Want to be your own long distance player?

Ted Shelton has a great post about the economics of VOIP. According to Ted it does not take a lot of money to get your own long distance company up and running, say $8k of capital equipment costs not including the variable cost of running T1 lines, etc. If I can now take open source software (Asterisk), off the shelf Lintel boxes, and cheap cards to manage the T1 PR1s to interconnect with the public telephone network, and for $8k upfront be my own phone company, that is a scary proposition. Of course, this is oversimplifying the matter as it does not include the expense of sales, marketing, and customer support. However, this is yet another example of a broader trend, the commoditization of hardware and software. There are no sacred cows here. Even expensive telephone gear and equipment is at the mercy of the open source and Lintel movement.

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This post was written by who has written 361 posts on BeyondVC.

4 Responses to “Want to be your own long distance player?”

  1. Brandon Wirtz Feb 25, 2004 at 10:49 pm #

    Offering the 911 as per the FCC requirement is the tough part. $8k will build you a telco in Europe, but here doing the 911 routing will make that a bit more expensive.

    Some one should set up a service that lets HomeBrew VoIP providers do 911 on the cheap, or at least on the reasonable. But then I’m in the business of selling shovels to gold diggers so I always am looking for a way to capitalize on the guys trying to capitalize on the next big thing.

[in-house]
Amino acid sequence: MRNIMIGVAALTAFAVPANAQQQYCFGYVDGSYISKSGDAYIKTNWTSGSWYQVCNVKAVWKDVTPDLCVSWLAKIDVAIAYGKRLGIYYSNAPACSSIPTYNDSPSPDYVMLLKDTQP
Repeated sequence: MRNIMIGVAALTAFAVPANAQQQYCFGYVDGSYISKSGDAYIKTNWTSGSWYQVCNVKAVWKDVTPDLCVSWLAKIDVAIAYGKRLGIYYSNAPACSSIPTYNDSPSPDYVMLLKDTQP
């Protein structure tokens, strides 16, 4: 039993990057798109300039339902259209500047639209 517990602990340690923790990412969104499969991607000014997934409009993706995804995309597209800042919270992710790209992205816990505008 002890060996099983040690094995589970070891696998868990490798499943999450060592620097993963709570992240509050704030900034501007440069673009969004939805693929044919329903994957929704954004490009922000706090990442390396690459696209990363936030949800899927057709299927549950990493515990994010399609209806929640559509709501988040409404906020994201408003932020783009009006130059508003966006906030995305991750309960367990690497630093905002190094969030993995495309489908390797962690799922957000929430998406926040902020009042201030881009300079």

2. Ed Sim Feb 26, 2004 at 11:33 pm #

    So true on 911. Here is how ATT is going to handle 911 for its VOIP customers:

    link to internetnews.com

    I am sure this ruins the $8k economics for a Homebrew VOIP provider.

  3. TM Lutas Mar 18, 2004 at 3:39 pm #

    Another consideration might be how big a phone bill do you need to have before it’s cost justified to bring your phone service in-house. You don’t need sales and marketing if you’re the only customer of that phone company and there’s a likely market for a company that can do it ‘out of the box’. Mid to large size firms that have large call center activities might do well to be their own phone company, just as it’s justified for some companies to run their own power and to own their own buildings.

    Ideas, I got a million of ’em.

  4. David Feb 26, 2005 at 8:52 pm #

    Im still not sure how to setup a long distance service. Do you think it is a good buisness to get into?


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